Do what’s right because it’s right: A mother’s words

A Mother’s Words to a Soldier in Battle

Isn’t life a battle too? Between hunger and satiation, exposure and shelter, ignorance and knowledge, fear, of the unknown, and the thrill of exploration? Do we not navigate through these choppy states of mind toward fulfillment, enlightenment, and equanimity?

Then there is the never-ending battle between opinions about right and wrong, ‘good’ and ‘evil,’ and judgment, a raucous and often uncivil debate. News media carried comments from a duck hunting zealot on this topic in the past day. He declared, at a prayer meeting, that atheists cannot condemn rape, a harmful violation of unwilling and fearful human selves, because, in his opinion, there is no right and wrong for such folks. And, since there is no ‘judgment day’ for them, those who inflict such harm upon the wives and daughters of atheists may do so without concern for consequences. What good do such words from a fanatically religious darling of inane television, and conservative conferences such as CPAC, do?

Pythagoras on actions toward lesser beings

The wisdom and humility of Pythagoras (image from rugusavay.com)

Pythagoras, the Ionian Greek mathematician and philosopher, went so far as to say “Animals share with us the privilege of having a soul.” Do animals not put themselves in danger to protect their children, companions, and even humans? Do we not see animals and birds reciprocating kindnesses shown?

What can one then think of a mercenary who deceptively calls to ducks, to simpler beings, with a contraption he created, and shoots them down with deadly weapons they are no match for? Has he not observed these beautiful birds caring for their eggs, their ducklings, and for their companions? How may one judge these actions of such an asymmetrical hunter, employing the wisdom of sages and philosophers of the world?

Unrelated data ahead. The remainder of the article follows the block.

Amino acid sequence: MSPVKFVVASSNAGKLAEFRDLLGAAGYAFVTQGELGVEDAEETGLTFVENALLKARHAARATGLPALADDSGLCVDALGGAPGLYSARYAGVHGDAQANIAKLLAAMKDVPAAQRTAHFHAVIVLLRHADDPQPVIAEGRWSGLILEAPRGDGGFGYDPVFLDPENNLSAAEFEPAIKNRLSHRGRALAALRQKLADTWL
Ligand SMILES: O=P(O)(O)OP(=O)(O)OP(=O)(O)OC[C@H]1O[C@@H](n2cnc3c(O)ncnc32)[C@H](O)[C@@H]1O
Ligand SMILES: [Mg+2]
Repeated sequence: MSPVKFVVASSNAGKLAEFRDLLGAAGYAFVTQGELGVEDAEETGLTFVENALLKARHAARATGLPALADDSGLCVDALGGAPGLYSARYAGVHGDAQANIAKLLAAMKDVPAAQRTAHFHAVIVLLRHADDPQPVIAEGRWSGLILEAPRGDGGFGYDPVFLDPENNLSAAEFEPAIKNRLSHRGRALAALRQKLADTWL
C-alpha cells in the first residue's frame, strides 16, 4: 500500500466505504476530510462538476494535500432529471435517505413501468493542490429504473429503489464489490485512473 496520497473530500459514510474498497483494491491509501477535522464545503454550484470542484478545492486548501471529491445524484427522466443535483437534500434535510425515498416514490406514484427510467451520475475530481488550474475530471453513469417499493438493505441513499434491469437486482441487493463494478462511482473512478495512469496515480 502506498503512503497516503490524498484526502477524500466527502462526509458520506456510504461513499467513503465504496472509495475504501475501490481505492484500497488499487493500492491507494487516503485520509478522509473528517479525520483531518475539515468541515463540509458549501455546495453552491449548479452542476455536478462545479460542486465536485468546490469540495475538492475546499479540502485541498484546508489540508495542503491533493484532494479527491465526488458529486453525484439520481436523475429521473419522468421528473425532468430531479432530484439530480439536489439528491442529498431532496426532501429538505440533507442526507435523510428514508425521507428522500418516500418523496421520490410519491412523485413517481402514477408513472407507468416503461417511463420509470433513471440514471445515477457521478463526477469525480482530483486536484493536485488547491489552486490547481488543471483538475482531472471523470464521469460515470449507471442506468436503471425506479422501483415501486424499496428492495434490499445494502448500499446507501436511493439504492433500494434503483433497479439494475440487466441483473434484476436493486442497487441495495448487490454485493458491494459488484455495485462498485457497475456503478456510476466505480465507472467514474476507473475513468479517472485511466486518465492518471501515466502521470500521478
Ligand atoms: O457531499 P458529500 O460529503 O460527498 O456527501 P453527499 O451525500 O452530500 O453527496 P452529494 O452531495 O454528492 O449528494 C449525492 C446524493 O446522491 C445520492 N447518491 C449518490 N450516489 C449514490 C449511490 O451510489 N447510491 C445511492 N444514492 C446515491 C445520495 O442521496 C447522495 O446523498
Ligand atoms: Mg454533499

“Do no harm,” say the wise, of all ways of life, through the ages. Yet some actions are necessary for life; this is explained in one such ancient path that I’m familiar with. Let’s lay that aside for the moment, and ponder ethics and rules with which the secular may live.

“Always do what is right because it is right,” wrote an American mother to her young son in the pacific theater of WWII. A Japanese officer reads the letter, to his soldiers, near the mortally wounded dying boy that he had his soldiers care for with medication they could ill-afford to use. The clip above plays this scene in a heartwarming story from director Clint Eastwood. This mother’s words comforted not only her son, but the Japanese soldiers who knew death was imminent in Iwo Jima. These words touch the human soul.

It is said that a noble person acts selflessly, does the right thing, true to soul and conscience, even when such action is unobserved and unrecorded. This is a distinction of an atheist, for there are no gods or words to fear or tremble at. Nor is there any final judgment, for one who sees all nature as a continuum and an arena for lifelong learning, other than that of one’s conscience, and the innate, altruistic soul.

Does this not ring true to you, to your heart and soul, whatever be your affiliation?

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About Rian Nejar

Rian Nejar is an Indian-American author. He trained and worked as an engineer in India, lived briefly in the Middle East, and arrived in America in the early 90's. After a Master’s degree in electrical engineering in America, he worked as an academic instructor, engineer, entrepreneur, and technical writer over the two decades since. Humbling and Humility is the first heartfelt written expression of his varied life experiences. He lives and writes in the Southwest United States.
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